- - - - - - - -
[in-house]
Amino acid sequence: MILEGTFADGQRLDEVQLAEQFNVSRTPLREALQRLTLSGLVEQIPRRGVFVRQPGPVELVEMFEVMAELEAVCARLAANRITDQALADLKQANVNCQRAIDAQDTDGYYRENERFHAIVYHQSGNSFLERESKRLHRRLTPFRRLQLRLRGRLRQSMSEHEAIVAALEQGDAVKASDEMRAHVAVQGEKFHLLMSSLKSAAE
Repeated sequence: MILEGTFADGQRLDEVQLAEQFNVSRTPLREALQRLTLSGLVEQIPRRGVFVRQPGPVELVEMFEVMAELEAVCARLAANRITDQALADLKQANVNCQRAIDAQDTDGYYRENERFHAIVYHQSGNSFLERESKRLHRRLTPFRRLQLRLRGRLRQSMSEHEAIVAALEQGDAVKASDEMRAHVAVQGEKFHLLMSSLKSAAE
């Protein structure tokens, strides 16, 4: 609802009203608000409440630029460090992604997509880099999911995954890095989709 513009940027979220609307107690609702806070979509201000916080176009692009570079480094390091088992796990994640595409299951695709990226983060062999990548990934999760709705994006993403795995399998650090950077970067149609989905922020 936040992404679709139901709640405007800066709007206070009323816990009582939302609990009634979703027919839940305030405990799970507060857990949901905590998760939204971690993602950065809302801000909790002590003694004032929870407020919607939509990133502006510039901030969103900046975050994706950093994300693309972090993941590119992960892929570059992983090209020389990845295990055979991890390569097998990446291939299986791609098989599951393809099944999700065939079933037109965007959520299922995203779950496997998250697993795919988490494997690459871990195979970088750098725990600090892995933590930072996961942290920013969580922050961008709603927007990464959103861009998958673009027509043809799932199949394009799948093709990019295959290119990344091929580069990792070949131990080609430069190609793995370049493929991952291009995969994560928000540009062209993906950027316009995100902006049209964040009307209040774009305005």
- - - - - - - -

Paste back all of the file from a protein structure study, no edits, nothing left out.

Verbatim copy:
[in-house]
Amino acid sequence: MILEGTFADGQRLDEVQLAEQFNVSRTPLREALQRLTLSGLVEQIPRRGVFVRQPGPVELVEMFEVMAELEAVCARLAANRITDQALADLKQANVNCQRAIDAQDTDGYYRENERFHAIVYHQSGNSFLERESKRLHRRLTPFRRLQLRLRGRLRQSMSEHEAIVAALEQGDAVKASDEMRAHVAVQGEKFHLLMSSLKSAAE
Repeated sequence: MILEGTFADGQRLDEVQLAEQFNVSRTPLREALQRLTLSGLVEQIPRRGVFVRQPGPVELVEMFEVMAELEAVCARLAANRITDQALADLKQANVNCQRAIDAQDTDGYYRENERFHAIVYHQSGNSFLERESKRLHRRLTPFRRLQLRLRGRLRQSMSEHEAIVAALEQGDAVKASDEMRAHVAVQGEKFHLLMSSLKSAAE
């Protein structure tokens, strides 16, 4: 609802009203608000409440630029460090992604997509880099999911995954890095989709 513009940027979220609307107690609702806070979509201000916080176009692009570079480094390091088992796990994640595409299951695709990226983060062999990548990934999760709705994006993403795995399998650090950077970067149609989905922020 936040992404679709139901709640405007800066709007206070009323816990009582939302609990009634979703027919839940305030405990799970507060857990949901905590998760939204971690993602950065809302801000909790002590003694004032929870407020919607939509990133502006510039901030969103900046975050994706950093994300693309972090993941590119992960892929570059992983090209020389990845295990055979991890390569097998990446291939299986791609098989599951393809099944999700065939079933037109965007959520299922995203779950496997998250697993795919988490494997690459871990195979970088750098725990600090892995933590930072996961942290920013969580922050961008709603927007990464959103861009998958673009027509043809799932199949394009799948093709990019295959290119990344091929580069990792070949131990080609430069190609793995370049493929991952291009995969994560928000540009062209993906950027316009995100902006049209964040009307209040774009305005």